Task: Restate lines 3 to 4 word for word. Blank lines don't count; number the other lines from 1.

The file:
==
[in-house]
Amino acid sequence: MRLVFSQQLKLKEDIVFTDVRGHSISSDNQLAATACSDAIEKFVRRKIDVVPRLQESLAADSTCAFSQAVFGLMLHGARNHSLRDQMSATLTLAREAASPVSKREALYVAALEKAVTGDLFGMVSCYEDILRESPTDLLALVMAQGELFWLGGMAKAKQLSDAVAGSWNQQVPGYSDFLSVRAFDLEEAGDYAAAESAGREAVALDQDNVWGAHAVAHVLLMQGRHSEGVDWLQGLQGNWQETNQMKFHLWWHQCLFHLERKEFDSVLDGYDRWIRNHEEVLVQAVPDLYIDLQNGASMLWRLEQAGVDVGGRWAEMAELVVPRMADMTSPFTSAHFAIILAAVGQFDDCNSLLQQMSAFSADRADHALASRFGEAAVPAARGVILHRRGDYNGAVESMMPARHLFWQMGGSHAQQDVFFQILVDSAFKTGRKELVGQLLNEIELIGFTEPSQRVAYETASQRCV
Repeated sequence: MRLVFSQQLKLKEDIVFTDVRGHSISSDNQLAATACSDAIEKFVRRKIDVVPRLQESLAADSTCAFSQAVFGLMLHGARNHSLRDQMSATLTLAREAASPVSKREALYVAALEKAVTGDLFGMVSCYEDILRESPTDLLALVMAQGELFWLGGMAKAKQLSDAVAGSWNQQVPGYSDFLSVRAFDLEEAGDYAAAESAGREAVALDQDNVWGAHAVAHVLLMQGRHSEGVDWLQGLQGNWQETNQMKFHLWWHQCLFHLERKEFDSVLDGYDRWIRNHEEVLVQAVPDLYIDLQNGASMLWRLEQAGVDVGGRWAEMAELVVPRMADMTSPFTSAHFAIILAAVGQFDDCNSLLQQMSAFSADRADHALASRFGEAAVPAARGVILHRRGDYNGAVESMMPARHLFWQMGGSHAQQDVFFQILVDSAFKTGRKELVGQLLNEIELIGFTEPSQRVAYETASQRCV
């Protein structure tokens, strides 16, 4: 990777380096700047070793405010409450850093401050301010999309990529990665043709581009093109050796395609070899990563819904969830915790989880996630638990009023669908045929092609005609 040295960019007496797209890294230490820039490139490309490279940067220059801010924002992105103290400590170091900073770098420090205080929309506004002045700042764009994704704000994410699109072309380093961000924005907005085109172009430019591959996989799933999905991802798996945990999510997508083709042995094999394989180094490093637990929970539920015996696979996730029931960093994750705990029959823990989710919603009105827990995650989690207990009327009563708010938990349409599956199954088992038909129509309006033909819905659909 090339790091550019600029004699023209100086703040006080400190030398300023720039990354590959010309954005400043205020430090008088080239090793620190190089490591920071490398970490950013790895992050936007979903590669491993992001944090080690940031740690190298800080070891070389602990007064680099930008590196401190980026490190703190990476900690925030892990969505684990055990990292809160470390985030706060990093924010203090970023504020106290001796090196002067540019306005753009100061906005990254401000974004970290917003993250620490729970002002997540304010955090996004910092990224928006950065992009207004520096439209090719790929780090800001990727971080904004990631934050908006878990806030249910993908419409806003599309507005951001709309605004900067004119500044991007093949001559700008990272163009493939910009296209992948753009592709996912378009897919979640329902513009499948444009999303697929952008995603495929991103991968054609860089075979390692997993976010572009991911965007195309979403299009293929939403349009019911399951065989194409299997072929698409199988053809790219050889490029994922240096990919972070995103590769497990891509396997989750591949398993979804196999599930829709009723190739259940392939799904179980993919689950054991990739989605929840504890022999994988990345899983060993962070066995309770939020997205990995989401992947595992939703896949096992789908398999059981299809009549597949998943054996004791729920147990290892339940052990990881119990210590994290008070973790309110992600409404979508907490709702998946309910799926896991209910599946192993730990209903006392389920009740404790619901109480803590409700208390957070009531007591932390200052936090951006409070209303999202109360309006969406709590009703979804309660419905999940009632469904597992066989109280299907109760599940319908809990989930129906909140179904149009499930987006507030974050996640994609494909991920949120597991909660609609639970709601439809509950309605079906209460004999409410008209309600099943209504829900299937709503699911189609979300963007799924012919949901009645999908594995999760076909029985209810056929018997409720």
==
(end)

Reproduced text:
Repeated sequence: MRLVFSQQLKLKEDIVFTDVRGHSISSDNQLAATACSDAIEKFVRRKIDVVPRLQESLAADSTCAFSQAVFGLMLHGARNHSLRDQMSATLTLAREAASPVSKREALYVAALEKAVTGDLFGMVSCYEDILRESPTDLLALVMAQGELFWLGGMAKAKQLSDAVAGSWNQQVPGYSDFLSVRAFDLEEAGDYAAAESAGREAVALDQDNVWGAHAVAHVLLMQGRHSEGVDWLQGLQGNWQETNQMKFHLWWHQCLFHLERKEFDSVLDGYDRWIRNHEEVLVQAVPDLYIDLQNGASMLWRLEQAGVDVGGRWAEMAELVVPRMADMTSPFTSAHFAIILAAVGQFDDCNSLLQQMSAFSADRADHALASRFGEAAVPAARGVILHRRGDYNGAVESMMPARHLFWQMGGSHAQQDVFFQILVDSAFKTGRKELVGQLLNEIELIGFTEPSQRVAYETASQRCV
């Protein structure tokens, strides 16, 4: 990777380096700047070793405010409450850093401050301010999309990529990665043709581009093109050796395609070899990563819904969830915790989880996630638990009023669908045929092609005609 040295960019007496797209890294230490820039490139490309490279940067220059801010924002992105103290400590170091900073770098420090205080929309506004002045700042764009994704704000994410699109072309380093961000924005907005085109172009430019591959996989799933999905991802798996945990999510997508083709042995094999394989180094490093637990929970539920015996696979996730029931960093994750705990029959823990989710919603009105827990995650989690207990009327009563708010938990349409599956199954088992038909129509309006033909819905659909 090339790091550019600029004699023209100086703040006080400190030398300023720039990354590959010309954005400043205020430090008088080239090793620190190089490591920071490398970490950013790895992050936007979903590669491993992001944090080690940031740690190298800080070891070389602990007064680099930008590196401190980026490190703190990476900690925030892990969505684990055990990292809160470390985030706060990093924010203090970023504020106290001796090196002067540019306005753009100061906005990254401000974004970290917003993250620490729970002002997540304010955090996004910092990224928006950065992009207004520096439209090719790929780090800001990727971080904004990631934050908006878990806030249910993908419409806003599309507005951001709309605004900067004119500044991007093949001559700008990272163009493939910009296209992948753009592709996912378009897919979640329902513009499948444009999303697929952008995603495929991103991968054609860089075979390692997993976010572009991911965007195309979403299009293929939403349009019911399951065989194409299997072929698409199988053809790219050889490029994922240096990919972070995103590769497990891509396997989750591949398993979804196999599930829709009723190739259940392939799904179980993919689950054991990739989605929840504890022999994988990345899983060993962070066995309770939020997205990995989401992947595992939703896949096992789908398999059981299809009549597949998943054996004791729920147990290892339940052990990881119990210590994290008070973790309110992600409404979508907490709702998946309910799926896991209910599946192993730990209903006392389920009740404790619901109480803590409700208390957070009531007591932390200052936090951006409070209303999202109360309006969406709590009703979804309660419905999940009632469904597992066989109280299907109760599940319908809990989930129906909140179904149009499930987006507030974050996640994609494909991920949120597991909660609609639970709601439809509950309605079906209460004999409410008209309600099943209504829900299937709503699911189609979300963007799924012919949901009645999908594995999760076909029985209810056929018997409720």